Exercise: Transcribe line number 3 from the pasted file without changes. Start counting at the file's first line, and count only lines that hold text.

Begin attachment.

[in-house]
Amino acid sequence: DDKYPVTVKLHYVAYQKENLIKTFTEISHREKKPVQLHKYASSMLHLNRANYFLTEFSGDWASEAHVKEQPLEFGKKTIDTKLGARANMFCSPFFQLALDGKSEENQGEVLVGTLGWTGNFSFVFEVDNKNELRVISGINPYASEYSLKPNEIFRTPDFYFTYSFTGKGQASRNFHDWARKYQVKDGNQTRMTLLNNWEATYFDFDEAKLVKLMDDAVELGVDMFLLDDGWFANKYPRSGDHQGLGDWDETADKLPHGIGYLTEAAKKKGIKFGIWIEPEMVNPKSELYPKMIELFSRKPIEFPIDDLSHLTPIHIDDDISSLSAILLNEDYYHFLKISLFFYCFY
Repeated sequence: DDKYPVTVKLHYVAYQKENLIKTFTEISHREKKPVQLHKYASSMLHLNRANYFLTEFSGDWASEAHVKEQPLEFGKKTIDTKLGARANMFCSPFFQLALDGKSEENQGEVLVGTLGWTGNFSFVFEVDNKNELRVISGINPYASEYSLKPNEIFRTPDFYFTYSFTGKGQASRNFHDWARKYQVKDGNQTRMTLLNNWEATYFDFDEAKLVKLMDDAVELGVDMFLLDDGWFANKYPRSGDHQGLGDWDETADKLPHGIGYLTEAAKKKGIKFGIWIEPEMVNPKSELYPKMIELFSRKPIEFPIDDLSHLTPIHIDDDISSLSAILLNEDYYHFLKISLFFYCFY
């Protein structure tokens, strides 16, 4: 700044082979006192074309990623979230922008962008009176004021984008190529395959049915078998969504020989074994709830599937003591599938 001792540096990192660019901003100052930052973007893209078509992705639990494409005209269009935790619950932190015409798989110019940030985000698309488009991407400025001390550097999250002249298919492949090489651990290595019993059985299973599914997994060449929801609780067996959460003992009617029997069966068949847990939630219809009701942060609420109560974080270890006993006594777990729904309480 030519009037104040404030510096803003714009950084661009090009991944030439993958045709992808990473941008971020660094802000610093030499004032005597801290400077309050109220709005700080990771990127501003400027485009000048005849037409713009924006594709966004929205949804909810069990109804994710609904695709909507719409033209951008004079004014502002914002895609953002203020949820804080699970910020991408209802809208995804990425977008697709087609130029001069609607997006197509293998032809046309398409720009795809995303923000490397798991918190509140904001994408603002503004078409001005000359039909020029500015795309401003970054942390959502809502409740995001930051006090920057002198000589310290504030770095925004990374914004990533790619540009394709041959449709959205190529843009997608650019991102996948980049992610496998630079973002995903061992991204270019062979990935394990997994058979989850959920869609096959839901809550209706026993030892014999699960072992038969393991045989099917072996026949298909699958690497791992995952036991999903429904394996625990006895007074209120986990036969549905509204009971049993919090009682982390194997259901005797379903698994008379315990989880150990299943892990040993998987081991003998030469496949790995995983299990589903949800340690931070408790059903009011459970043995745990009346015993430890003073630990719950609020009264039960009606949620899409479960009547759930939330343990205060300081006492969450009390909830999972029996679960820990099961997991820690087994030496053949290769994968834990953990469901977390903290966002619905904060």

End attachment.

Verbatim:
Repeated sequence: DDKYPVTVKLHYVAYQKENLIKTFTEISHREKKPVQLHKYASSMLHLNRANYFLTEFSGDWASEAHVKEQPLEFGKKTIDTKLGARANMFCSPFFQLALDGKSEENQGEVLVGTLGWTGNFSFVFEVDNKNELRVISGINPYASEYSLKPNEIFRTPDFYFTYSFTGKGQASRNFHDWARKYQVKDGNQTRMTLLNNWEATYFDFDEAKLVKLMDDAVELGVDMFLLDDGWFANKYPRSGDHQGLGDWDETADKLPHGIGYLTEAAKKKGIKFGIWIEPEMVNPKSELYPKMIELFSRKPIEFPIDDLSHLTPIHIDDDISSLSAILLNEDYYHFLKISLFFYCFY